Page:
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Literary Devices in Lolita
Symbolism, Imagery, Allegory
Before going into symbols, imagery, and allegory in Lolita, it is important to note that Nabokov himself was very resistant, and in fact mocked, the idea that the book was full of such literary tri...
The main events of the story take place in America from 1947 to 1952, but there are several other settings that bear mentioning. Setting is critical to identity in the Lolita, as Humbert is very aw...
Narrator Point of View
With the exception of John Ray, Jr.'s academic and self-important prologue to the memoir, the novel offers one point of view, one voice, and one side of the story: that of Humbert the victimizer, w...
Lolita is such mash-up of different genres, it's impossible to label the novel as any specific one. Just when we think it complies with one generic category, Nabokov switches and plays on all of th...
With Humbert as our controlling (and insane) narrator, the tone comes across as sly, superior, darkly comic, and intellectual, alternating between bemused weariness and sweeping romanticism. With v...
For a book known for being very risqué, Lolita has no four-letter words or graphic sex; that's because of Humbert's style, which combines the lyrical and clinical, the poetic and the academic,...
What's Up With the Title?
The name "Lolita" is everything, as Humbert indicates in the book's opening lines. It's poetry, a religious incantation, and an erotic gratification. Importantly, we know from the novel's Foreword...
What's Up With the Ending?
On the one hand, the ending of Lolita is open-and-shut: everyone is dead. On the other hand, the conclusion is complicated by the fact that we only know everyone's fate by going back and re-reading...
Though the plot is very straightforward, Lolita challenges its readers for three fundamental reasons. One, the language is ornate and complex. Part of the narrator's charm, and the prose's strength...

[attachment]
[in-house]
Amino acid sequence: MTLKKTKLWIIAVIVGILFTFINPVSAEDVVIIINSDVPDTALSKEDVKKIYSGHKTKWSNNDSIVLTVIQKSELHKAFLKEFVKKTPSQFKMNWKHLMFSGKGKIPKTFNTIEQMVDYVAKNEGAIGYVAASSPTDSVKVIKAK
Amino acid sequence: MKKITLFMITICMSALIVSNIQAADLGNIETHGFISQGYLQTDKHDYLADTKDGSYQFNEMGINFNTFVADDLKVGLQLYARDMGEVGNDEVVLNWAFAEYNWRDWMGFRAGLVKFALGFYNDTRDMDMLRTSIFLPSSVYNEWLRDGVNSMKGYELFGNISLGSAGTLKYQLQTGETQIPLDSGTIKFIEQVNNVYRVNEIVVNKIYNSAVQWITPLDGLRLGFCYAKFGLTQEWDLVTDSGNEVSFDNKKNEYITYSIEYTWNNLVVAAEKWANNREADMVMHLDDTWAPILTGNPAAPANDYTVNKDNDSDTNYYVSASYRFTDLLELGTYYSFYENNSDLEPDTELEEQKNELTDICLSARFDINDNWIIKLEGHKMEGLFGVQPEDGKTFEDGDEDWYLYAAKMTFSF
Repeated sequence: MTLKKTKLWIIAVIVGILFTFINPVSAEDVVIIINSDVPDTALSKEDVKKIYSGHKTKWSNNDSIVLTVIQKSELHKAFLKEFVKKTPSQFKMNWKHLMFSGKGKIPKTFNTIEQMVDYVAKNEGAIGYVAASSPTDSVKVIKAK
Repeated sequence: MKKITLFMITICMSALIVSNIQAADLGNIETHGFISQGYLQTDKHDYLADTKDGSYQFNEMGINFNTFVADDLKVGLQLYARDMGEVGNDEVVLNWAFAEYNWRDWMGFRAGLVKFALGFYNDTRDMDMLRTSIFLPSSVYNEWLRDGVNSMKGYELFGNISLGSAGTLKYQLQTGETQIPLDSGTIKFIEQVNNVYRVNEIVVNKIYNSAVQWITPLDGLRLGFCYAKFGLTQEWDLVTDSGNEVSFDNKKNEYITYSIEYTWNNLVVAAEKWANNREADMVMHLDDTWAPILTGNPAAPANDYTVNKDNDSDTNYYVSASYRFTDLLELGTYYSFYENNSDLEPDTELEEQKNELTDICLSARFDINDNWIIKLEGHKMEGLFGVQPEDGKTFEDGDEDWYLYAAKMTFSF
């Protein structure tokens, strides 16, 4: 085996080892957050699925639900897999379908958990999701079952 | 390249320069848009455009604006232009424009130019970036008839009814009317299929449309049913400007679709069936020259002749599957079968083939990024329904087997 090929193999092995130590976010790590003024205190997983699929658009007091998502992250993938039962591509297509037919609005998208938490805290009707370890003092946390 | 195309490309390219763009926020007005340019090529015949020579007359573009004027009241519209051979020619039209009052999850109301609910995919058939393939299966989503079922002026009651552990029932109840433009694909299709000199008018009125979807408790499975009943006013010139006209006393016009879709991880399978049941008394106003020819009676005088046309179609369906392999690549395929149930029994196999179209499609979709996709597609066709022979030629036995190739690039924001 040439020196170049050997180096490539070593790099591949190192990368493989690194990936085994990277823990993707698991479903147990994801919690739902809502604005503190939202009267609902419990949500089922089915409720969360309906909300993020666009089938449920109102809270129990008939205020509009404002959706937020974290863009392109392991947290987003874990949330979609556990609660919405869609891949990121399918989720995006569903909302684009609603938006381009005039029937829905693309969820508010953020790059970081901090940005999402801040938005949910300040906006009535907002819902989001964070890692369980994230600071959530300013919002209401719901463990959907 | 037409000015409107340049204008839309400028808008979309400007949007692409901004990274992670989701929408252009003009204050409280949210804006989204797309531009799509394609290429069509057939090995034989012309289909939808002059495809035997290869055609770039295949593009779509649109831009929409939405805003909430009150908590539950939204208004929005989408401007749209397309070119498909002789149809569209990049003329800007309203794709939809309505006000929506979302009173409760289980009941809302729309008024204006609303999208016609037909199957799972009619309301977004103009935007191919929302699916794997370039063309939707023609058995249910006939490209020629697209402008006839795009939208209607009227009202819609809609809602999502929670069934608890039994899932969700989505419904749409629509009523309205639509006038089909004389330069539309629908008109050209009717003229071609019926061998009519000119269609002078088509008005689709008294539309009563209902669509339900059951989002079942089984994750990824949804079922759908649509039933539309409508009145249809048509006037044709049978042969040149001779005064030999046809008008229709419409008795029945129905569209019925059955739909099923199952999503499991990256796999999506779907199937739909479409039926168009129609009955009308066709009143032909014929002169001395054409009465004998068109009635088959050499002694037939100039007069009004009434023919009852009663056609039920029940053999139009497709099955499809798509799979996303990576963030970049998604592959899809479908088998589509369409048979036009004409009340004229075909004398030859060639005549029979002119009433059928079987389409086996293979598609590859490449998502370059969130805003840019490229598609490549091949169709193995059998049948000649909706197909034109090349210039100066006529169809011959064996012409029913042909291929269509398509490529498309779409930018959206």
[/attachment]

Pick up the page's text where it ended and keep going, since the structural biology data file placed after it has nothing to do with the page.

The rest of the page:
Humbert loves young girls, which is fine when he is young, but becomes complicated (and illegal) as he gets older.From the Foreword to Humbert's memoir, we find out that Humbert died in captivity....
Booker's Seven Basic Plots Analysis: Tragedy
Humbert loses Annabel Leigh, his childhood love, to overly protective parents. He must make up for the loss.As a young boy, Humbert falls in love with his first nymphet. When she is taken away from...
Three Act Plot Analysis
Humbert develops a taste for young girls. He earns an education on the continent and marries Valeria in an effort to cure himself and be taken care of. They divorce. Humbert moves to United States...
There's a annotated version of the novel to let you know what every line refers to! It's almost twice as long as the book, clocking in at 544 pages. (Source)On Urban Dictionary everyone has his or...
It's tough to give this novel a rating because it has no overt scenes of sexuality. Sexual acts are described in the vaguest of ways, often with Latin terms standing in for clear depiction. If you...
King Akhenaten (1.5.8)Catullus (1.15.3)Hitler (2.8.11)James I (1.5.8)Queen Nefertiti (1.5.8)Eve (1.5.9)Lilith (1.5.9)Carmen (1.13.14)Tchaikovsky (2.6.1)Aubrey Beardsley (2.23.5)Nijinsky (2.6.1)Regi...
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